And when it comes to racism, I believe the ultimate answer is the gospel. The gospel says every person is loved and cherished by God. Every person. And the gospel says to me, Max, you have been loved by God. It is expected of you to love others. It’s really that simple. When a society can come to God through Christ, there is this cleansing process that forces me to shed any sense of arrogance or privilege. Nobody is more motivated to love other people than somebody who has been loved by God. So ultimately the best and surest way to deal with racism is through the gospel of Jesus Christ. Again, that’s why the church exploded like it did in the New Testament. Because the Apostle Paul could genuinely say, there’s neither Jew nor Greek. I mean, you talk about a race issue between Jew and gentile! But when the gospel was opened for the Jewish Christians to carry the gospel to the gentile world, a massive racial barrier was overcome. And may the Lord do it again. May He do it again.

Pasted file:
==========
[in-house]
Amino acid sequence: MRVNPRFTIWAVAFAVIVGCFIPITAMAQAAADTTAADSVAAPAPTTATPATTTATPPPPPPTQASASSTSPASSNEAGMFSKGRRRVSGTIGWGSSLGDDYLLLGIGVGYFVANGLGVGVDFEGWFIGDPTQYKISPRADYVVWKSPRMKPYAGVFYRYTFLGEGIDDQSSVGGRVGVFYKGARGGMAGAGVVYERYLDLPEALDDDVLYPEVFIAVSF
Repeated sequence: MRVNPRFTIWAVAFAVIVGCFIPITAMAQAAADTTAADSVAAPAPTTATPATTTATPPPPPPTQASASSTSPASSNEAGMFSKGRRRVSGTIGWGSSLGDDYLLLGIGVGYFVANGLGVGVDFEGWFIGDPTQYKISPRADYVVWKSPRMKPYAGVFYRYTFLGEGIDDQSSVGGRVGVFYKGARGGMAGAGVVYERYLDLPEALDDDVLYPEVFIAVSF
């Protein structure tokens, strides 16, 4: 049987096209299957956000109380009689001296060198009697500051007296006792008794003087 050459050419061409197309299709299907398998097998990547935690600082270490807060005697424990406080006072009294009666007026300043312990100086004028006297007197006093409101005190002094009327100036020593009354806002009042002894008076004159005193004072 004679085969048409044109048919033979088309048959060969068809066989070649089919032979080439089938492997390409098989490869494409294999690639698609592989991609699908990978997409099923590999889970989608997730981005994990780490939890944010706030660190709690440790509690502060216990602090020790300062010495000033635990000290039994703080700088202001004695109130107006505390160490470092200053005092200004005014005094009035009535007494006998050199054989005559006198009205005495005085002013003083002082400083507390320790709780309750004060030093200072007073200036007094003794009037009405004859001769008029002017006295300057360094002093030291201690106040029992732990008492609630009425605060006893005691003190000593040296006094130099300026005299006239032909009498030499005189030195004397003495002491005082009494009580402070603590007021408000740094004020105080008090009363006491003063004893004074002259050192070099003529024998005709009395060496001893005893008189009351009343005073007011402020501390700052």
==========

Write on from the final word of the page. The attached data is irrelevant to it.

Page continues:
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All of society is being traumatized right now. Let’s say you’re in a building, it collapses, you escape and somebody says, “Are you okay?” You say, “Yeah, I’m fine,” and they say, “Yeah, but look, you’re bleeding.” But you didn’t even know you were wounded. Well, I feel like when we come out on the other side of this, we’re all going to realize we’ve been wounded. We’ve been traumatized. We’re going to have some fears. We’re going to have some anxieties we’ll have to work through. The church is going to need to be there to bring people to Jesus to ask him to heal these hurts that people are experiencing. I think that’s going to be a real assignment for the church. People are getting beat up right now, and the church is going to need to be there to receive people and to help them.